A couple of weeks ago I put in a help desk service request at work. When it was done, the tech put a note on the ticket that said, “needful done.”
It’s a curious phrase that we don’t see much here in the US, so I looked into its origin. An Indian English colloquialism, probably a holdover from British colonialism, “do the needful” has made itself into our multinational, multicultural modern business language: “Do whatever is needed to get the job done.” It implies an inherent pride of workmanship or taskmanship or ownership.
The phrase has been rumbling about in my brain since I heard it. And what’s got me flummoxed is that we often take the shortest route to get a thing over with, to check the boxes, as it were, in the least amount of time. Boxes ticked without so much as a backwards glance, we’ve moved on to the next thing in record time…or with time to spare in order to do two things faster than the next guy so we can pass Go and collect our $200. Yay, us! It sometimes feels like “Do (only) what’s needed to get the job done (so we can get onto the next thing before this one eats us alive and we don’t get all the toys and can’t win).”
Having spent a few weeks in India a few years ago, I realised that time is different there than here in the US. Because transport and traffic and bureaucracy (and, often, necessities like power and water), are unpredictable, there is a real need to be hyper-efficient. But culturally, there is a duty to be aware, and to listen and ask and clarify and act according to what is specifically needed by the recipient. Quality and quantity seem equally respected, yet juxtaposed with the ideals of rapid delivery and scalable execution.
It’s Earth Day, so maybe I’m more reflective than usual on the idea of waste (time, money, materials, energy…). Or maybe I’m overworked these days so I’m more reflective on the concept of economies of scale and efficiency.
Regardless, I like the idea of Do the Needful.
I’ve got a project at work around the idea of Customer Success and I’m tasked with educating on customer outcomes. I’ve had to listen and learn and figure out how to explain to hundreds of colleagues across cross-functional teams what their definition of success is, and how they define successful outcomes. And it occurred to me today, as I was walking my dog (which, by no small coincidence, is when many of my “aha!” moments transpire), my job (all our jobs, really) is to Do the Needful. Because my work helps you do your work, which helps someone down the line work more efficiently or treat patients or save money or, better yet, save lives. I may only contribute a small piece of the puzzle, but it has to be the best — not necessarily the speediest or the sparkliest — thing I can do with what I’ve got, so that the next person can continue down the line and ultimately help the client succeed.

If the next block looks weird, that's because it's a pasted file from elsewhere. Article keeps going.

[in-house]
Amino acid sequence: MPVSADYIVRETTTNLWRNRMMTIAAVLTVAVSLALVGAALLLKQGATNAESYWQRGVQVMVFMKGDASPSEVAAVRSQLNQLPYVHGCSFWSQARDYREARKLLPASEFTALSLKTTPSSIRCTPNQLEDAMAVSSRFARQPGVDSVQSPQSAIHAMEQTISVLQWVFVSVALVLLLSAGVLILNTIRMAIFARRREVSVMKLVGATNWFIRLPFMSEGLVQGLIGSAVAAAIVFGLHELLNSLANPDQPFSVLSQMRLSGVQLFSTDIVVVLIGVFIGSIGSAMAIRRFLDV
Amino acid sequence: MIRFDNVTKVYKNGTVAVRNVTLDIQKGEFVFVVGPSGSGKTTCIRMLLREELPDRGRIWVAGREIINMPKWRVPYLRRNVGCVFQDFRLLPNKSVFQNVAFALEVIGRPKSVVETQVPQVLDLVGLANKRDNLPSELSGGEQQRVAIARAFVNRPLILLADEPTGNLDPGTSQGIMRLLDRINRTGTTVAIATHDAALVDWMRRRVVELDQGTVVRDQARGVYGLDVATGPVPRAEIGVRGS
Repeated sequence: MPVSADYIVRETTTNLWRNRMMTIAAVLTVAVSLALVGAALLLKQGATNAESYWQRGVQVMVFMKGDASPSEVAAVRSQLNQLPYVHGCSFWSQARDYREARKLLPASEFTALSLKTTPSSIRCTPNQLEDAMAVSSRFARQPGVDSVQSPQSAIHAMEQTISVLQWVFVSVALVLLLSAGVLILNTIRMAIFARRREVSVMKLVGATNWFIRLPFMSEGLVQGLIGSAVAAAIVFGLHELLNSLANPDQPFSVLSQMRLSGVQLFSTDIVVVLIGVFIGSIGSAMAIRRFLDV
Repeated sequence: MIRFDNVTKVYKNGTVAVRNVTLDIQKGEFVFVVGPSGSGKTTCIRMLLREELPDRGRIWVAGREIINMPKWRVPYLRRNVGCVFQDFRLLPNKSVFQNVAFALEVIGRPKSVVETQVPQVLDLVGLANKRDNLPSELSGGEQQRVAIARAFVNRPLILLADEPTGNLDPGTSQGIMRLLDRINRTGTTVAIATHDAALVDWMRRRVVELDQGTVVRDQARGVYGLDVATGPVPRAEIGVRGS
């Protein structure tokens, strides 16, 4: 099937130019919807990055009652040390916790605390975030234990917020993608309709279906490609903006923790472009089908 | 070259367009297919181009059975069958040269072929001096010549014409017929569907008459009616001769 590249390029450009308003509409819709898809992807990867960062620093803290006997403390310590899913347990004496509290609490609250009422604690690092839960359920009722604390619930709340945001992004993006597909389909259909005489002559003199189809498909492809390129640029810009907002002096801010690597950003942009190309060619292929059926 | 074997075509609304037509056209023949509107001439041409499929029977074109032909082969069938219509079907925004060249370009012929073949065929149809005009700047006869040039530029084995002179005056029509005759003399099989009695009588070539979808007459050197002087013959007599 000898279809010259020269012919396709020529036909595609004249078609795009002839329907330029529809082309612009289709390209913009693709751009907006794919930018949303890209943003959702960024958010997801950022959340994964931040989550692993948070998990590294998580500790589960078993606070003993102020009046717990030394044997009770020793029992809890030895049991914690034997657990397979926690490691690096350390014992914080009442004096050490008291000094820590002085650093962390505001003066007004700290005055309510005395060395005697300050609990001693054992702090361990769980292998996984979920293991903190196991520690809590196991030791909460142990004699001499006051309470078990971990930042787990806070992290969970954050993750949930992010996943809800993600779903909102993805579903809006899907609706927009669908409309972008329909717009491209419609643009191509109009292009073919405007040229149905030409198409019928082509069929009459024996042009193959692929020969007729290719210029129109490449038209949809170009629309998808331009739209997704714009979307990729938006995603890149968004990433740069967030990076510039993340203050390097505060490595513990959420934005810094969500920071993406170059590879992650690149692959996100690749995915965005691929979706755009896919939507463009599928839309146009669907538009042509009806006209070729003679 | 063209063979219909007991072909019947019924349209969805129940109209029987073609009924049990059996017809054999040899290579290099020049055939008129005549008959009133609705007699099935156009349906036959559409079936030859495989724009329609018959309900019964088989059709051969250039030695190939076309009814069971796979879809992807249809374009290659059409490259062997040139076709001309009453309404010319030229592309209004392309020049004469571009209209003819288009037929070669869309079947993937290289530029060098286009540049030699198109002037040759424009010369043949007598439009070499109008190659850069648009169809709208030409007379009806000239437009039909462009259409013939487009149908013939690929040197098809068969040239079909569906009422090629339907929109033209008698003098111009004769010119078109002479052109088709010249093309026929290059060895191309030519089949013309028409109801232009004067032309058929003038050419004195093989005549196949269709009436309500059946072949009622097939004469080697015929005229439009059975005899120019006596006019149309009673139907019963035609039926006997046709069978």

This I also thought this morning: But sometimes what’s needed (I mean really needed) isn’t production; rather, it’s stillness or contemplation or time for creative steeping, like tea leaves that finally hit peak chai. Those ideas that come when I’m walking the dog or in the woods or staring at the ceiling at 4am, come precisely because the other chaos isn’t, for the time being, being attended-to.
So on a week where, by forces outside my own inertia, I’m supposed to be on holiday but I’m not, I’ve decided to pay more care to Do the Needful each day. I create for a living. I create for my own equanimity and well-being when I’m not trying to make a living. I’m tasking myself to create something that can be celebrated each day; to find what’s needed and make it count in a small if not immediately extraordinary way.
This weekend I picked up random plastic on the beach. I went picture-taking at a new nature preserve to feed my tired soul. And I conjured a magic potion for a friend’s. Today, I’ve written these words. This afternoon, I took more steps forward than back on a project’s madness. I left work before 6.
Which of these things was most impactful, I can’t say. But as I fall asleep, I’ll ask tomorrow about its needful and see what I can do to get the job done.